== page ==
Tim Keller's two new "God's Word for You" commentary-like books from The Good Book Company are only $1.99 each for the eBooks! But it only lasts more days. Click here to grab them. Just loving this new series of books.
My friend, Darryl Dash, attends a study group for pastors that I've known about for a while and is a great idea. Here's a blurb...
Every May I gather with a group of pastors from Monday to Friday. The agenda is simple: to work through a book of the Bible together as we think about preaching it. Every year we bring in a different scholar who has written a commentary on that book. We also have our former preaching professor (Haddon Robinson) help us think through how to preach that book.
We've had Bruce Waltke, George Guthrie, Douglas Moo, Daniel Block, and more. This week we've had D.A. Carson. It's hard to beat. I've been to a lot of conferences, but this by far is my favorite learning event of the year.
You should start one too.
Darryl goes on to explain how a study group can be started and run. You should check it out.
When I was in high school I worked in landscaping: trimming hedges, mowing lawns, planting trees, hooking up decorative fountains and surrounding it with decorative rock. It was hard work, but something I enjoyed as a young man. And it provided me with a killer tan.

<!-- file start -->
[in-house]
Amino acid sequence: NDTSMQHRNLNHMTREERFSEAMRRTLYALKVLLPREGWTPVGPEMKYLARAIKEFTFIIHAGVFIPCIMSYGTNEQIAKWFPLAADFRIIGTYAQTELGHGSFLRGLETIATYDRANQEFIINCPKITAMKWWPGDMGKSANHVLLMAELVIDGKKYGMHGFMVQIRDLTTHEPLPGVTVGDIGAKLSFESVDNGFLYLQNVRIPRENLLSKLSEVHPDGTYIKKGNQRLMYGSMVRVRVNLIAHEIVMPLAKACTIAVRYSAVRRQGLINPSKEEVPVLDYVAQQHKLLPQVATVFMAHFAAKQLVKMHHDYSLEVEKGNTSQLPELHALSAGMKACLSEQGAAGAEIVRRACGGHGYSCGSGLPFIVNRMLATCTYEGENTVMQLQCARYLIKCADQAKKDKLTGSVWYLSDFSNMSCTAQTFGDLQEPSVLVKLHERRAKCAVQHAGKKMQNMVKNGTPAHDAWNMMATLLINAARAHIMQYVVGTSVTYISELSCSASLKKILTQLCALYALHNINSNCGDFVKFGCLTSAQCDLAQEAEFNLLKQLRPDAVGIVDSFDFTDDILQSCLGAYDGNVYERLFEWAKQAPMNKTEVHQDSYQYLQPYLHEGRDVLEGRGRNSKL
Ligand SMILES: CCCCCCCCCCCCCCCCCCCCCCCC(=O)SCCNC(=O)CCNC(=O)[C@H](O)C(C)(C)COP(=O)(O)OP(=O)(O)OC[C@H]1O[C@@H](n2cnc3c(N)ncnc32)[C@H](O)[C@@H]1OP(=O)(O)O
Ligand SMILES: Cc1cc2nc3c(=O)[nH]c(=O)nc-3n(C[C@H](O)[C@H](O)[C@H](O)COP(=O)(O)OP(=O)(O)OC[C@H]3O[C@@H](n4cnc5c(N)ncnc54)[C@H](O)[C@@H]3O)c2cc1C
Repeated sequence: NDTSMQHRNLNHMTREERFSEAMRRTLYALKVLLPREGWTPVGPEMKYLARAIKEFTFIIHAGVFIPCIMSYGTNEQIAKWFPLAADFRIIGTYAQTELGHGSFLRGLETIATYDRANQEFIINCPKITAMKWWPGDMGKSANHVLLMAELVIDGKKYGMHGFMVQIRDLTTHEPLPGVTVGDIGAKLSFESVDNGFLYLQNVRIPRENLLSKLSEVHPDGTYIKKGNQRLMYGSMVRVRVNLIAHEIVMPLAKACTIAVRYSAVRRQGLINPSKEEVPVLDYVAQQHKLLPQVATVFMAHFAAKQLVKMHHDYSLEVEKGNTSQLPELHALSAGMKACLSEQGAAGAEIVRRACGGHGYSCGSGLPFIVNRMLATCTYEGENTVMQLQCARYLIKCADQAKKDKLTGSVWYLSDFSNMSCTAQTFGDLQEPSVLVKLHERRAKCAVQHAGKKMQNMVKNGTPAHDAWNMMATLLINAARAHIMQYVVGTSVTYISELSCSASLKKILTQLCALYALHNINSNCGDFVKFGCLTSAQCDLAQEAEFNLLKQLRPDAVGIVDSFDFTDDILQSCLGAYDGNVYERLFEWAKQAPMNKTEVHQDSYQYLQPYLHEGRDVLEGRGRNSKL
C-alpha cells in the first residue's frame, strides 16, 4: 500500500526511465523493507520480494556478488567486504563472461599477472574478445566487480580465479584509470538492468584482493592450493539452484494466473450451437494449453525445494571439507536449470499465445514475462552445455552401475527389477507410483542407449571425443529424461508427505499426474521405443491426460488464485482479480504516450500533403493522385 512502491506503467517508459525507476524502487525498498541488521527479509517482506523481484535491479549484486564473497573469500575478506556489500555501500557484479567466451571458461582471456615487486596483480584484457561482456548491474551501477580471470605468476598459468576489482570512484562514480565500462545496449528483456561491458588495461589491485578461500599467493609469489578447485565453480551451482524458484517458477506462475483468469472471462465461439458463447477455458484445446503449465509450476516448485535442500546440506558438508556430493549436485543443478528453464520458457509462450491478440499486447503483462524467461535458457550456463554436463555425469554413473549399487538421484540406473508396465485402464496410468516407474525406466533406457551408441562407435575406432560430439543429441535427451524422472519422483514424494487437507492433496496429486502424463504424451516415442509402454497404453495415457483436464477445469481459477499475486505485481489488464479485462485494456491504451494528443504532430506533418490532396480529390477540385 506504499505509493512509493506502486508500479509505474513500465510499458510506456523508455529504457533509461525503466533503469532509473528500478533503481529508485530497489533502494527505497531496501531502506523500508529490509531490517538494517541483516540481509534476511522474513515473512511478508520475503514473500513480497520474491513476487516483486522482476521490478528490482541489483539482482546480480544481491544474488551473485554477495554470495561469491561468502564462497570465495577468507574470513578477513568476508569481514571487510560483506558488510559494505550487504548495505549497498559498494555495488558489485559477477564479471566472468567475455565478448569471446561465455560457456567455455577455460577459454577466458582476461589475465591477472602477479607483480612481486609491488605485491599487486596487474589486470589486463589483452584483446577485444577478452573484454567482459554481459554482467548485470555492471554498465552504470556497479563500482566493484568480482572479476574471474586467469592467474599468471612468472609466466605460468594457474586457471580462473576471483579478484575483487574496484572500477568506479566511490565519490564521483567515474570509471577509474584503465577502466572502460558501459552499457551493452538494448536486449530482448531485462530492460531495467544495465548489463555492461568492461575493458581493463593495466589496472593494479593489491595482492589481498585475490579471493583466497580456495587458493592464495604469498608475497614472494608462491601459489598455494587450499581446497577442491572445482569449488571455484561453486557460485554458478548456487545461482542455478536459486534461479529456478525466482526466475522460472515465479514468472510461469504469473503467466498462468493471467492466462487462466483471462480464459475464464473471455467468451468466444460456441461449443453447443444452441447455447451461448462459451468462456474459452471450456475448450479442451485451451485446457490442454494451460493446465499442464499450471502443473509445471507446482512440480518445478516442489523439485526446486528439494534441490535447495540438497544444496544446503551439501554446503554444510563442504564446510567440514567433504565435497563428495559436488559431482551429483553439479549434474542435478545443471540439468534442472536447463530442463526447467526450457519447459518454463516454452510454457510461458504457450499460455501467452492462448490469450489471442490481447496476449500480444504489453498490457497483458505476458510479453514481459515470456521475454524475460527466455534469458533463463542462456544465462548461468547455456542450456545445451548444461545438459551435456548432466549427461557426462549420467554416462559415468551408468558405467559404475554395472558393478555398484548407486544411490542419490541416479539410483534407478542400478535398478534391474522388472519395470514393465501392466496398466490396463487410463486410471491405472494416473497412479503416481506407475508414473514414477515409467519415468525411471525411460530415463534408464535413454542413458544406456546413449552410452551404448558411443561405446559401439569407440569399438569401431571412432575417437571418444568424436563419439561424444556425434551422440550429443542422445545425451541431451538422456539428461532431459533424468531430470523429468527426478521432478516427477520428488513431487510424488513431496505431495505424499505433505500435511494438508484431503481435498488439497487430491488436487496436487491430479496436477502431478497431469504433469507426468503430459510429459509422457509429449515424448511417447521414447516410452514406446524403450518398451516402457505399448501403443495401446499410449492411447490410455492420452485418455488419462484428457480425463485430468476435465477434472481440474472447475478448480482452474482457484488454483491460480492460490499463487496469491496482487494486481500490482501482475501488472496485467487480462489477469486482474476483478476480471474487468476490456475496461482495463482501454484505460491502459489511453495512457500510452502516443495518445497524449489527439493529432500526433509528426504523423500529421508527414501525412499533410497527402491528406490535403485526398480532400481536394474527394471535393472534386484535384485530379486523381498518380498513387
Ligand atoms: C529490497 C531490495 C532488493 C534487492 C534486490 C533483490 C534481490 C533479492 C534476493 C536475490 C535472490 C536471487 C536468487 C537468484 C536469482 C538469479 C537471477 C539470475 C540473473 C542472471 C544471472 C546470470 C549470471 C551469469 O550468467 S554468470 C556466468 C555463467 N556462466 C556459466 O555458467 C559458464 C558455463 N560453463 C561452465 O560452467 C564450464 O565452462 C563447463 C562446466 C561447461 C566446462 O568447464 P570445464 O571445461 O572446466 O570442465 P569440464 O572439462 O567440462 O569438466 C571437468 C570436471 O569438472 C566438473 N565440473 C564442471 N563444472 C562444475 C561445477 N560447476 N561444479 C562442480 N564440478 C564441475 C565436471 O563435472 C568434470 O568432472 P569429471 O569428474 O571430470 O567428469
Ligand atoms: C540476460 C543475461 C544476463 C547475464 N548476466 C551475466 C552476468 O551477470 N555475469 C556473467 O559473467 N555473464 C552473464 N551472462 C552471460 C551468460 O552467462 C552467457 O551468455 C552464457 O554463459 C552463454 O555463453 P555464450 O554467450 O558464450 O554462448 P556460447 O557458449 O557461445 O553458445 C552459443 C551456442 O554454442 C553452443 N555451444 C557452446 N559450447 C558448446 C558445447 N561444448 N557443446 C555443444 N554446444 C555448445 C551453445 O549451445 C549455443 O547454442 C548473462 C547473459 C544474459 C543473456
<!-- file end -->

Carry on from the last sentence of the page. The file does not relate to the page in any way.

The owner of the business lived on a farm that had a well. This wasn’t a bucket on a rope well; it was equipped with a pump. And if you’ve ever pumped water from a well you know that the pump never works right away. You have to “prime the pump” by cranking the lever a few times. A pump that hasn’t been used for a while is full of air from the pump down closer to water level. It takes a couple of pumps on the handle for the water to fill the tube that delivers it above ground. It’s those first couple of pumps that bring the water to ground level and to usefulness.